(AND WHY SHOULD I CARE?)
Common to Long Island from March through Halloween are the little brown bats and the big brown bats (only a half inch distinguishes the two). Numbers on mosquito munching vary, but 600 mosquitoes an hour was average, in addition to other nighttime insects. ”They’re in the air a lot, that’s why they eat so much, for energy,” said Ritchie Lettis, a bat fancier and co-owner of Wild Bird Center, a store in Stony Brook. Bats’ fluttery, seemingly erratic flight pattern is actually a clever adaptation allowing them to match an insect’s flight. These tiny nocturnal mammals can catch a bug in the outstretched skin of their wings, lift their legs to their mouth, shove the bug in and continuing flying. Now THAT’s a bug zapper.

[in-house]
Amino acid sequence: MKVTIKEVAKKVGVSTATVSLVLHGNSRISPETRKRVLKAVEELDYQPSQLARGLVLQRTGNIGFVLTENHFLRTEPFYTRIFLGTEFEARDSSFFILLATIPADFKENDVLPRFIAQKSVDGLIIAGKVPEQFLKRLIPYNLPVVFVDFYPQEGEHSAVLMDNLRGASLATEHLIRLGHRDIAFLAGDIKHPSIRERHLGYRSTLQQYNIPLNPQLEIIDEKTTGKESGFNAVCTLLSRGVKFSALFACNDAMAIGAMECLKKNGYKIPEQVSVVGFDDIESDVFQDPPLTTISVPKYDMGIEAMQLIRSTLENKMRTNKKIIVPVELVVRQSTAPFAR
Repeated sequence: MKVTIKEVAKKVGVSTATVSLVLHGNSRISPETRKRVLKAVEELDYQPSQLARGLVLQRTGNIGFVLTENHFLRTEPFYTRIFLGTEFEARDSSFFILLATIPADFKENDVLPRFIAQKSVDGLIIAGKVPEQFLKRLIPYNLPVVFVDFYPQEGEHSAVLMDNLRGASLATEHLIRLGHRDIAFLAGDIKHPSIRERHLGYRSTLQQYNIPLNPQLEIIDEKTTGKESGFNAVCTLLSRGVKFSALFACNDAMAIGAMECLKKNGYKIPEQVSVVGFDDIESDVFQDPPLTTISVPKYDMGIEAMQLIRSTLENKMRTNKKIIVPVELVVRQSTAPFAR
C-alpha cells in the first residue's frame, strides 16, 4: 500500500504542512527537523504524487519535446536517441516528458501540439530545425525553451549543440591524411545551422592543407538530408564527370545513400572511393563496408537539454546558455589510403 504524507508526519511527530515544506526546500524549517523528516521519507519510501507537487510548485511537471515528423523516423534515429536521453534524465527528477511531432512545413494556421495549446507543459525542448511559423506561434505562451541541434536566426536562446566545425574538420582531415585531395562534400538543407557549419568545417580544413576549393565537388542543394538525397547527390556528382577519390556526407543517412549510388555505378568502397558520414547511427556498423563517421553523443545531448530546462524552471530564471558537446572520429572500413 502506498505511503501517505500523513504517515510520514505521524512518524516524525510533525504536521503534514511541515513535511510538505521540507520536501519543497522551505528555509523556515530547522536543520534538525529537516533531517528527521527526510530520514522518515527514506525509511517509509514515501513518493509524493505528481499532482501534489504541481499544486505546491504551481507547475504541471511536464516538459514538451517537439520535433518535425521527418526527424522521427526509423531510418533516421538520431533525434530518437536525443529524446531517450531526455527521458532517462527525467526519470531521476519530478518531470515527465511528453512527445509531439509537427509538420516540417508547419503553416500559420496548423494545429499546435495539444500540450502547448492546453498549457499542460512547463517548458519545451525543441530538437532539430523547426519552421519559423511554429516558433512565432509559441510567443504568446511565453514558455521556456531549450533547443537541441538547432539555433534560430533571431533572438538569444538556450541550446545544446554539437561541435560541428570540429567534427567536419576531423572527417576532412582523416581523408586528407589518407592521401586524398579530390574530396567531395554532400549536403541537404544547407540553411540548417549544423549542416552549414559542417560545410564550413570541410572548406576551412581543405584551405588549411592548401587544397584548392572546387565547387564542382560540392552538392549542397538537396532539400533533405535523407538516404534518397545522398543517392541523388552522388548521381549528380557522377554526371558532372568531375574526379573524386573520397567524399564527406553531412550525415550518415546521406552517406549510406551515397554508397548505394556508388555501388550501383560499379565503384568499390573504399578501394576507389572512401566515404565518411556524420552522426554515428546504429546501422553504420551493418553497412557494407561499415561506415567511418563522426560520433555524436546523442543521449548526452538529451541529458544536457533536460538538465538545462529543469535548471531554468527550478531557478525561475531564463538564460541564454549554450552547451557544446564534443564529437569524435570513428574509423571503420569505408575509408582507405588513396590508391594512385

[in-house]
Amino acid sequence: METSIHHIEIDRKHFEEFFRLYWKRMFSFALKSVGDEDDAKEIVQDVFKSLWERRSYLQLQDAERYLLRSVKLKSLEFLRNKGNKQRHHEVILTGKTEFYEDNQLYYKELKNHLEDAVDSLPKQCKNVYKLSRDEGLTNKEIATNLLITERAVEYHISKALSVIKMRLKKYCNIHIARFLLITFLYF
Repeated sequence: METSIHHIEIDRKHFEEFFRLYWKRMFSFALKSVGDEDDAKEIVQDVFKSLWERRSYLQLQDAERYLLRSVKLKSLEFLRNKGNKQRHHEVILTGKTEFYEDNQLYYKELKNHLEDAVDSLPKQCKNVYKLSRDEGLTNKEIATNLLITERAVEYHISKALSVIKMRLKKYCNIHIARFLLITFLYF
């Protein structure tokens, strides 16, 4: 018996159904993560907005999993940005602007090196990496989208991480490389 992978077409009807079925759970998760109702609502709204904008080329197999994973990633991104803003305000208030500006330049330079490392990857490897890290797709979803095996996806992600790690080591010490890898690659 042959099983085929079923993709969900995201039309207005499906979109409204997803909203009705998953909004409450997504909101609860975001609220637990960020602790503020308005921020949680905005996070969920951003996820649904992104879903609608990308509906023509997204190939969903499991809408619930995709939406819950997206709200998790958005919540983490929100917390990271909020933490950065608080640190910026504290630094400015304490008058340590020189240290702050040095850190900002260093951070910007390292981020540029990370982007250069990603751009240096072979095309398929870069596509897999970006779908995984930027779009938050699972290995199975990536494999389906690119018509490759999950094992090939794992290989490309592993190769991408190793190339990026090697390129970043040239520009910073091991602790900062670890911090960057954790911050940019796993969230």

Surprisingly, a bat house is just an empty rectangular wooden box with an opening at the bottom. The bats roost inside (yes, hanging upside down), squeezing in tight with others for warmth. Giordano’s carries a small model that when mounted, could house a dozen bats.
Then there is the matter of placement. Bat houses should be mounted facing south, 12 to 15 feet above the ground on a pole or under the eaves of a house. The latter is out of the question for most people who would prefer to admire nature from afar: Walt Disney World’s Animal Kingdom or Animal Planet programming. While bats in one’s backyard may reflect a balanced ecosystem, if bats got into most houses, the residents would probably (and justifiably) run screaming into the night appearing to have bats in their belfry.
So then there is tree mounting. Unlike birds that can fly off their perches, bats have weak legs and upon leaving the house drop a few feet before flying, requiring unobstructed swooping room below.
The dropping and swooping may sound problematic, but since this activity takes place at night, you can sleep well knowing your personal bug zappers are working on your behalf to rid your yard of those pesky mosquitos.
Thanks to Paul Licata for the above information as published in the NY Times.